A wig designer named Max Factor, for example, created what we know as foundation. Max created his foundation called "greasepaint" by making a cake like concoction that would not crack or cake, which became very popular for actresses on and off set. After seeing the success of his greasepaint, he promoted his business forward and made lip-gloss and eyebrow pencils. Then, Maybelline came on the set in 1915 with mascara! The ingenious formula at the time... petroleum jelly and coal dust and prior to his find, eyeliner was often notorious for blinding women!

            So what makes makeup different today? Well for starters foundations are all a mixture of a base consisting of water, oil or wax that is mixed with talc powder for even distribution and iron oxide for pigmentation. Eyeliner is a concoction that has a base, binder, and filler. The filler is usually iron oxide (for pigment), the binder (which makes it stick to our lashes) is usually zinc or magnesium derivatives, and the base is usually made out of talc, mica or kaolin clay (which is the most mild clay we know of). Mascara, has carbon or iron oxide to thank for its color, oils, paraffin's or petroleum jelly to thank for its stay ability and less or more water as its control for its waterproof abilities. And last but not least, lipstick which is made out of wax, oil, moisturizers and pigment and has varying ingredients of carnauba wax, candelilla wax, beeswax, olive oil, mineral oil, lanolin, castor oil, Aloe Vera and Vitamin E.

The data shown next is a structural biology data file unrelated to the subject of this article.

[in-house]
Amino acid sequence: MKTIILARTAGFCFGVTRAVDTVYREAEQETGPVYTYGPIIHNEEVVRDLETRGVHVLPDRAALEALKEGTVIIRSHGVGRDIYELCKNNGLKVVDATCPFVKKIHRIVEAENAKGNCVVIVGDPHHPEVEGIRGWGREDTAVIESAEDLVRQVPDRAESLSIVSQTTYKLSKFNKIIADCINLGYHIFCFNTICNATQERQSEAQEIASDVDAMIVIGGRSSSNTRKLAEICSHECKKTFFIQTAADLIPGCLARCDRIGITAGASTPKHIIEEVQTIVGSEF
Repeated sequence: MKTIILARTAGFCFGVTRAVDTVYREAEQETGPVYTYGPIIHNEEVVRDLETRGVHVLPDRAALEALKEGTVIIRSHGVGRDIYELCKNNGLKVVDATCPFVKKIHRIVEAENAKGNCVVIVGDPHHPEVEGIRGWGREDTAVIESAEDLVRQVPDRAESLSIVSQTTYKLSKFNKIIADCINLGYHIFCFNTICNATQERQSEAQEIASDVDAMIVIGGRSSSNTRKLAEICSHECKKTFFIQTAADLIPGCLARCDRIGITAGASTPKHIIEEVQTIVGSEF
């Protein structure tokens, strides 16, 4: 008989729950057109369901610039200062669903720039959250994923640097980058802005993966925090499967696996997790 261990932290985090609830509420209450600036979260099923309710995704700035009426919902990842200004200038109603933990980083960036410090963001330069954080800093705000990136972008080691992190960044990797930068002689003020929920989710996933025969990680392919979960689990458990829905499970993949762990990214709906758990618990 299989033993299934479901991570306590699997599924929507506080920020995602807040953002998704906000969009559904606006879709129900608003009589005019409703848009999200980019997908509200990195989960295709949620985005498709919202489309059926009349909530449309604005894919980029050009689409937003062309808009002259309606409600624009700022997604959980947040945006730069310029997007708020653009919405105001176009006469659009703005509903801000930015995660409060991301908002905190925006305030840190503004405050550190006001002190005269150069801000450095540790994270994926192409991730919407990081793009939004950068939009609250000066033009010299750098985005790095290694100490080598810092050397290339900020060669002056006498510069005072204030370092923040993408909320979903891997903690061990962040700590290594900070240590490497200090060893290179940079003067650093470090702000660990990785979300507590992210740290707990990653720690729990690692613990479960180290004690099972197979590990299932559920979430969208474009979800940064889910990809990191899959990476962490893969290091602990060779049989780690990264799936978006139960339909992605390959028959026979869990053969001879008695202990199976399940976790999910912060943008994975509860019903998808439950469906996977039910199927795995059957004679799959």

So with all of our makeup's staying power melting down to oils, paraffin, waxes, water, petroleum jelly, and other products, one has to ask if our makeup is safe? In 2005, the United States Congress allowed for the FDA to get involved in limited regulations and testing for makeup, however, 7 years later, it is still unclear to the FDA as to whether or not makeup is safe for women to use on a daily basis especially since it has been found that when women use makeup on a regular basis it can equivocate to approximately 5 pounds of chemical waste in a woman's system which was reported by The Telegraph during the summer of 2007. Unbelievable don't you think?! After learning the facts, what do you think? Do you think makeup is safe?


*Photo obtained from Collegecandy.com

4 Comments

Everyday i pass women who put on makeup to make themselves look better. Some women even put on so much makeup that they even look like clowns. With seeing the information that you provided I definitely do not think that having that much makeup on your skin can be healthy at all. I have personally never used makeup but really would you want to risk putting 5 pounds of chemical waste into your system to make yourself look better? I was looking at the article "Are Cosmetics Safe?" and it lists a whole bunch of reasons why cosmetics may not be safe such as sharing lipstick can pass germs or bacteria from one user to the next. Kind of nasty (http://www.medicinenet.com/script/main/art.asp?articlekey=21573).